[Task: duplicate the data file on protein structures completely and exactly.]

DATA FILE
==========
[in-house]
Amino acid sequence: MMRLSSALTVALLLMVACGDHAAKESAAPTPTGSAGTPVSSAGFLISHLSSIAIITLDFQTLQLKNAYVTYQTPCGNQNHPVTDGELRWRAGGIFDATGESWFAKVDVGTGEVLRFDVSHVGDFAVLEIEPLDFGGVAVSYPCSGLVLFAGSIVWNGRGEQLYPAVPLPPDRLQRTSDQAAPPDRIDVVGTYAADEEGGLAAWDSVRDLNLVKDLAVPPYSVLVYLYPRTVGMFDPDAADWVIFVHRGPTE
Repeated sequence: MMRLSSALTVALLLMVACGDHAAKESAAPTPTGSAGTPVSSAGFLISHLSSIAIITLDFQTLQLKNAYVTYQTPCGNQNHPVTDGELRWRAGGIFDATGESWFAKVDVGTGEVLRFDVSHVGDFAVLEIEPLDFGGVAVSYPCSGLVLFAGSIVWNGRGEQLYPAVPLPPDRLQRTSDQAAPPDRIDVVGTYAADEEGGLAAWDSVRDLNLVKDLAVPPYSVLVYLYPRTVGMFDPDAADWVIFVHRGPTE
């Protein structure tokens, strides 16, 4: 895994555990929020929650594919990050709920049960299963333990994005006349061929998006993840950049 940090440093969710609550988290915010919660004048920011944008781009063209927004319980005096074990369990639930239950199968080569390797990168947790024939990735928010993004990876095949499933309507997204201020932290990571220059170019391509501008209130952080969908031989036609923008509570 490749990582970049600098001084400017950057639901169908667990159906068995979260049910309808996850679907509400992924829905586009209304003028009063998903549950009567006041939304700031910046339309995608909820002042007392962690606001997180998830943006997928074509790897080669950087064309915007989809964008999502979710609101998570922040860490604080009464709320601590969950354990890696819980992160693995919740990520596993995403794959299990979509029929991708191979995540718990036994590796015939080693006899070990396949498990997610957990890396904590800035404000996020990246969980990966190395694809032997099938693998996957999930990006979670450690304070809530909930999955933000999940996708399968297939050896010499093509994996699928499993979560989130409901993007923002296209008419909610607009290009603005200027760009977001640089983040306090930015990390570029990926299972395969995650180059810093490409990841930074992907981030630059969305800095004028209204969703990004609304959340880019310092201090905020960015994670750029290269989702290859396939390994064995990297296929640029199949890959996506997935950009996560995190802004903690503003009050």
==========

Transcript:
[in-house]
Amino acid sequence: MMRLSSALTVALLLMVACGDHAAKESAAPTPTGSAGTPVSSAGFLISHLSSIAIITLDFQTLQLKNAYVTYQTPCGNQNHPVTDGELRWRAGGIFDATGESWFAKVDVGTGEVLRFDVSHVGDFAVLEIEPLDFGGVAVSYPCSGLVLFAGSIVWNGRGEQLYPAVPLPPDRLQRTSDQAAPPDRIDVVGTYAADEEGGLAAWDSVRDLNLVKDLAVPPYSVLVYLYPRTVGMFDPDAADWVIFVHRGPTE
Repeated sequence: MMRLSSALTVALLLMVACGDHAAKESAAPTPTGSAGTPVSSAGFLISHLSSIAIITLDFQTLQLKNAYVTYQTPCGNQNHPVTDGELRWRAGGIFDATGESWFAKVDVGTGEVLRFDVSHVGDFAVLEIEPLDFGGVAVSYPCSGLVLFAGSIVWNGRGEQLYPAVPLPPDRLQRTSDQAAPPDRIDVVGTYAADEEGGLAAWDSVRDLNLVKDLAVPPYSVLVYLYPRTVGMFDPDAADWVIFVHRGPTE
């Protein structure tokens, strides 16, 4: 895994555990929020929650594919990050709920049960299963333990994005006349061929998006993840950049 940090440093969710609550988290915010919660004048920011944008781009063209927004319980005096074990369990639930239950199968080569390797990168947790024939990735928010993004990876095949499933309507997204201020932290990571220059170019391509501008209130952080969908031989036609923008509570 490749990582970049600098001084400017950057639901169908667990159906068995979260049910309808996850679907509400992924829905586009209304003028009063998903549950009567006041939304700031910046339309995608909820002042007392962690606001997180998830943006997928074509790897080669950087064309915007989809964008999502979710609101998570922040860490604080009464709320601590969950354990890696819980992160693995919740990520596993995403794959299990979509029929991708191979995540718990036994590796015939080693006899070990396949498990997610957990890396904590800035404000996020990246969980990966190395694809032997099938693998996957999930990006979670450690304070809530909930999955933000999940996708399968297939050896010499093509994996699928499993979560989130409901993007923002296209008419909610607009290009603005200027760009977001640089983040306090930015990390570029990926299972395969995650180059810093490409990841930074992907981030630059969305800095004028209204969703990004609304959340880019310092201090905020960015994670750029290269989702290859396939390994064995990297296929640029199949890959996506997935950009996560995190802004903690503003009050």